Feb 20
Graduate Mentoring Seminar- Prof Dane Taylor, University at Buffalo
Title: Mathematics of multilayer networks for data science and complex systems
Networks are a natural representation for datasets arising in biology (neuroscience, microbiomes and genetics), social systems (reality mining, politics and online social networks) and critical infrastructures (internet, power grid, and transportation system). Due in part to the diversity of applications, there remains a significant gap between the popular heuristics that are widely used for these systems and the development of rigorous techniques grounded on first principles in mathematics and statistics. I will describe my analyses of multilayer networks in which different layers encode different types of edges, such as complementary datatypes or a network at different instances in time. This research involves a variety of techniques (e.g., linear algebra, perturbation theory, random matrix theory, and computational topology/geometry) and is both applied and theoretical. For example, I will discuss the ranking of U.S. Mathematics Departments using data from the Mathematics Genealogy Project as well as describe the information-theoretic limitations on the detectability of communities in networks. I will focus on situations in which applied mathematics can have significant impact in network science as well as describe situations where the applications are demanding new mathematical methods.
5:00PM, Tue Feb 20 2018, 250 Math
Title: Mathematics of multilayer networks for data science and complex systems
Networks are a natural representation for datasets arising in biology (neuroscience, microbiomes and genetics), social systems (reality mining, politics and online social networks) and critical infrastructures (internet, power grid, and transportation system). Due in part to the diversity of applications, there remains a significant gap between the popular heuristics that are widely used for these systems and the development of rigorous techniques grounded on first principles in mathematics and statistics. I will describe my analyses of multilayer networks in which different layers encode different types of edges, such as complementary datatypes or a network at different instances in time. This research involves a variety of techniques (e.g., linear algebra, perturbation theory, random matrix theory, and computational topology/geometry) and is both applied and theoretical. For example, I will discuss the ranking of U.S. Mathematics Departments using data from the Mathematics Genealogy Project as well as describe the information-theoretic limitations on the detectability of communities in networks. I will focus on situations in which applied mathematics can have significant impact in network science as well as describe situations where the applications are demanding new mathematical methods.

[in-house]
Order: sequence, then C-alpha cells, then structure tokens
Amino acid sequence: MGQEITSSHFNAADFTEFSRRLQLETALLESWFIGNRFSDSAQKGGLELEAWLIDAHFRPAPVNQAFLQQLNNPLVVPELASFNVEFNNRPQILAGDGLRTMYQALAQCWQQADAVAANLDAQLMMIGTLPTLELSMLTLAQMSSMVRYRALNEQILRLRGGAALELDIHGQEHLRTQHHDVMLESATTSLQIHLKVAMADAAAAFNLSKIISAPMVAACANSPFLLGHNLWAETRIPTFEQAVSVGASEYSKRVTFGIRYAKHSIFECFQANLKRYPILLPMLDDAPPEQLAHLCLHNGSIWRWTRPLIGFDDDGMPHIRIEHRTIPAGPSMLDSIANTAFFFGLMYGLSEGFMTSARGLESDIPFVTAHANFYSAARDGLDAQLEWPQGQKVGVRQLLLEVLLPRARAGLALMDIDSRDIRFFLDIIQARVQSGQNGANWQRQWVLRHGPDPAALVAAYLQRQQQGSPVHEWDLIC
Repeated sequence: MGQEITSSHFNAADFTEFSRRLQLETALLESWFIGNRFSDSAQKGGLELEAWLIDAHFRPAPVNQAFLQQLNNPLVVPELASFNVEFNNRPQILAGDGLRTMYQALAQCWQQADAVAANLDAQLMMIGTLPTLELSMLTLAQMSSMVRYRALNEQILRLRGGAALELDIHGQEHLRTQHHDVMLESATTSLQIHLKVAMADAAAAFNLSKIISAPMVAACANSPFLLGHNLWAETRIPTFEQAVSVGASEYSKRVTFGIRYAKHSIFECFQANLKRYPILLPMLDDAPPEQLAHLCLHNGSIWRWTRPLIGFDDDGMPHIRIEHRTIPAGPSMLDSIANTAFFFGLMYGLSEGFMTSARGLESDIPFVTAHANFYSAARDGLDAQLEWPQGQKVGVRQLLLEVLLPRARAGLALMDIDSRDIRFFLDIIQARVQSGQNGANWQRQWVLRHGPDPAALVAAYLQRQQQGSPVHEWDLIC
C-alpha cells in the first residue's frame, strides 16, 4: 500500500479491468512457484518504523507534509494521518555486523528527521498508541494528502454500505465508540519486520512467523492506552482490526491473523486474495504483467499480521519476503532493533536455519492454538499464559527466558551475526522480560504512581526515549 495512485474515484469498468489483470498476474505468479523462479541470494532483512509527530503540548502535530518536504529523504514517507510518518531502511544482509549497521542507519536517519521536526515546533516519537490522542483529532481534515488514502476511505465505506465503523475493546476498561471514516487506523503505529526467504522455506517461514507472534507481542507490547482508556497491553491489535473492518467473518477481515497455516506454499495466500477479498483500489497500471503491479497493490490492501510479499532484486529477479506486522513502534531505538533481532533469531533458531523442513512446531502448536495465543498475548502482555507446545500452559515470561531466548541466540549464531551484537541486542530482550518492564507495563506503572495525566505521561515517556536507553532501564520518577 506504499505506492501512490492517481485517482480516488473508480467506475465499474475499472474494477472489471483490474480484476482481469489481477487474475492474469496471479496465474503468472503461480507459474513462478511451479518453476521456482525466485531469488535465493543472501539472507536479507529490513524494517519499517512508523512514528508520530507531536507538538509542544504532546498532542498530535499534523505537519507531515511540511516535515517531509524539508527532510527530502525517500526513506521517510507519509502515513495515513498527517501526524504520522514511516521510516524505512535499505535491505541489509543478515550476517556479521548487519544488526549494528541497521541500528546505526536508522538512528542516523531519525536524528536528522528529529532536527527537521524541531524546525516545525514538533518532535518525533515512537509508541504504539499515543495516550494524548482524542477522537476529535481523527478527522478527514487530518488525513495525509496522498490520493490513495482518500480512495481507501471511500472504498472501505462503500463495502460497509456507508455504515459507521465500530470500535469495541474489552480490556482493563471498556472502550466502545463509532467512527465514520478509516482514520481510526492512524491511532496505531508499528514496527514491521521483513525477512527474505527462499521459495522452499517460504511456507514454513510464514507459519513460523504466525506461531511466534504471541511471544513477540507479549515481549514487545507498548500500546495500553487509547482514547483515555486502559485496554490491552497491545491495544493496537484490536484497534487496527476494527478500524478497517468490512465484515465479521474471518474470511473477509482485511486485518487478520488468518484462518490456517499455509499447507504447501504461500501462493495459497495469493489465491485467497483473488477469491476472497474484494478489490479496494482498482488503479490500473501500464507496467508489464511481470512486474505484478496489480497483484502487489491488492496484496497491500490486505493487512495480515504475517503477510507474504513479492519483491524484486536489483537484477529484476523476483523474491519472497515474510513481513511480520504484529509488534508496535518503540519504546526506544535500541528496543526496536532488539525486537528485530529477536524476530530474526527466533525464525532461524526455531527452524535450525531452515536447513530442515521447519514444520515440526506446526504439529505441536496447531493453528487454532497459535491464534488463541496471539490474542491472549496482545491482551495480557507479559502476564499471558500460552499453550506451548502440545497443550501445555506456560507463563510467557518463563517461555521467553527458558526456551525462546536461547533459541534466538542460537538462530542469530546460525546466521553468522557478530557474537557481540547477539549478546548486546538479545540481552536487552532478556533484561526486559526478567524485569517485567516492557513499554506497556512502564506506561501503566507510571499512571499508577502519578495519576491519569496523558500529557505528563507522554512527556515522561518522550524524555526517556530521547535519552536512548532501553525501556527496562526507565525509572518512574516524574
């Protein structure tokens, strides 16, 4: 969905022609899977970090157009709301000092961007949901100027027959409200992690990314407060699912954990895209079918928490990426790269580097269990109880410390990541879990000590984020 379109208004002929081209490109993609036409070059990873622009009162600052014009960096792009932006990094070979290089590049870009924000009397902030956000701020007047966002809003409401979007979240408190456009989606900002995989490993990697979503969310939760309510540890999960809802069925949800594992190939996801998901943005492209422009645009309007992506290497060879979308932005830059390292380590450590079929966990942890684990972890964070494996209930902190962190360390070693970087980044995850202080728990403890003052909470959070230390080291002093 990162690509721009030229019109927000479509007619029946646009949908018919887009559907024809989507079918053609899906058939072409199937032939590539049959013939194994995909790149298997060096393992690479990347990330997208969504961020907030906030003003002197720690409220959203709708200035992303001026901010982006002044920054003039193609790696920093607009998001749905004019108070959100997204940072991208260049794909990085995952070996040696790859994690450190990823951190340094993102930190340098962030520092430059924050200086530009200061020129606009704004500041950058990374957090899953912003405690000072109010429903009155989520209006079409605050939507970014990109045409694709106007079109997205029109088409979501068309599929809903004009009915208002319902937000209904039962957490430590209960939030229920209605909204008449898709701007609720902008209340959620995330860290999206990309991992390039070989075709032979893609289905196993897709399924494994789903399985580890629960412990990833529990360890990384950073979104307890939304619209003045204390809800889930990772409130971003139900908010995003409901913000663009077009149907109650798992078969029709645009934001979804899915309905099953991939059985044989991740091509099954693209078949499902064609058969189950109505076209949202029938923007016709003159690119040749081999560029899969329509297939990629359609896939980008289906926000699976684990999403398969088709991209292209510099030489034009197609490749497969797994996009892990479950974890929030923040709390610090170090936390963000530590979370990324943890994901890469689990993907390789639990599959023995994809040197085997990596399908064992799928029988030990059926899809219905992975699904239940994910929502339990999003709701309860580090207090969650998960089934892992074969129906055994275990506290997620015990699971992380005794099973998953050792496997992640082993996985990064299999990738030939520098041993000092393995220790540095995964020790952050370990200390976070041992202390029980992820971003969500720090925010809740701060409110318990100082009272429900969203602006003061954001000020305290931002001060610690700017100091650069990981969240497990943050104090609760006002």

Feb 23
G&T seminar
David Cohen (University of Chicago)
Strongly aperiodic subshifts of finite type on one-ended hyperbolic groups.
Abstract: We discuss the ways in which the geometry of a group G constrains the possible behavior of symbolic dynamical systems over G. In particular, we explain our results with Chaim Goodman-Strauss and Yoav Rieck on SFTs over hyperbolic groups.
4:00PM, Fri Feb 23 2018
We discuss the ways in which the geometry of a group G constrains the possible behavior of symbolic dynamical systems over G. In particular, we explain our results with Chaim Goodman-Strauss and Yoav Rieck on SFTs over hyperbolic groups.
Feb 26
Algebra Seminar- Xingting Wang, Temple University
Noncommutative algebra from a geometric point of view
4:00PM, Mon Feb 26 2018, 250 Math Bldg.
In this talk, I will discuss how to use algebro-geometric and Poisson
geometric methods to study the representation theory of 3-dimensional
Sklyanin algebras, which are noncommutative analogues of polynomial
algebras of three variables. The fundamental tools we are employing in
this work include the noncommutative projective algebraic geometry
developed by Artin-Schelter-Tate-Van den Bergh in 1990s and the theory
of Poisson order axiomatized by Brown and Gordon in 2002, which is
based on De Concini-Kac-Priocesi’s earlier work on the applications of
Poisson geometry in the representation theory of quantum groups at
roots of unity. This talk demonstrates a strong connection between
noncommutative algebra and geometry when the underlining algebra
satisfies a polynomial identity or roughly speaking is almost
commutative.
Mar 5
Algebra Seminar
Liang Ze Wong, University of Washington
4:00PM, Mon Mar 5 2018, 250 Math Building
The Grothendieck construction shows that the category of Grothendieck
fibrations over a base category B is equivalent to the category of
contravariant pseudofunctors from B to Cat. In this talk, I will
introduce Grothendieck fibrations for enriched categories, along with
enriched versions of the Grothendieck construction and its inverse. I
will mention some requirements on the enriching category for these
constructions to work, then consider how comodules and coactions come
into play when these requirements are not satisfied.
Mar 13
Applied Math Seminar- Guo Deng, UB
3:45PM, Tue Mar 13 2018, Math 250
Mar 19
Spring Recess
Monday, March 19, 2018